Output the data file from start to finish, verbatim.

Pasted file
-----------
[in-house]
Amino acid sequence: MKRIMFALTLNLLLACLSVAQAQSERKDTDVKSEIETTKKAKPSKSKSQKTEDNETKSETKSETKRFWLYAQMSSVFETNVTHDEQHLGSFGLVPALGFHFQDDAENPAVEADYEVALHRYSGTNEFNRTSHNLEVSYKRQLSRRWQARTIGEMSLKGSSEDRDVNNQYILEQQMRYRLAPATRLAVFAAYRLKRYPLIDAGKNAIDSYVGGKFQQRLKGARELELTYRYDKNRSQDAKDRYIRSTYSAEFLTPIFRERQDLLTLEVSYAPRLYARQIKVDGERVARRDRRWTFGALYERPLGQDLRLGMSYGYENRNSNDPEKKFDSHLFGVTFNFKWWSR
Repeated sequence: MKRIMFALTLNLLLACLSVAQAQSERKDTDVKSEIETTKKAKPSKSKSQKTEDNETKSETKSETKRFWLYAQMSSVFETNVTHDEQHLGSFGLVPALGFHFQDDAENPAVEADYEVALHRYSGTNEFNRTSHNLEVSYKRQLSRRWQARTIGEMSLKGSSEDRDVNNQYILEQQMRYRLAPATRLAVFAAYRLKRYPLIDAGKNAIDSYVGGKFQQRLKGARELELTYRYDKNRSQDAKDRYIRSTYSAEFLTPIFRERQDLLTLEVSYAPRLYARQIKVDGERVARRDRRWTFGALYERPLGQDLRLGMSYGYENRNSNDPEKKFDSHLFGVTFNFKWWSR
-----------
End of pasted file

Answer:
[in-house]
Amino acid sequence: MKRIMFALTLNLLLACLSVAQAQSERKDTDVKSEIETTKKAKPSKSKSQKTEDNETKSETKSETKRFWLYAQMSSVFETNVTHDEQHLGSFGLVPALGFHFQDDAENPAVEADYEVALHRYSGTNEFNRTSHNLEVSYKRQLSRRWQARTIGEMSLKGSSEDRDVNNQYILEQQMRYRLAPATRLAVFAAYRLKRYPLIDAGKNAIDSYVGGKFQQRLKGARELELTYRYDKNRSQDAKDRYIRSTYSAEFLTPIFRERQDLLTLEVSYAPRLYARQIKVDGERVARRDRRWTFGALYERPLGQDLRLGMSYGYENRNSNDPEKKFDSHLFGVTFNFKWWSR
Repeated sequence: MKRIMFALTLNLLLACLSVAQAQSERKDTDVKSEIETTKKAKPSKSKSQKTEDNETKSETKSETKRFWLYAQMSSVFETNVTHDEQHLGSFGLVPALGFHFQDDAENPAVEADYEVALHRYSGTNEFNRTSHNLEVSYKRQLSRRWQARTIGEMSLKGSSEDRDVNNQYILEQQMRYRLAPATRLAVFAAYRLKRYPLIDAGKNAIDSYVGGKFQQRLKGARELELTYRYDKNRSQDAKDRYIRSTYSAEFLTPIFRERQDLLTLEVSYAPRLYARQIKVDGERVARRDRRWTFGALYERPLGQDLRLGMSYGYENRNSNDPEKKFDSHLFGVTFNFKWWSR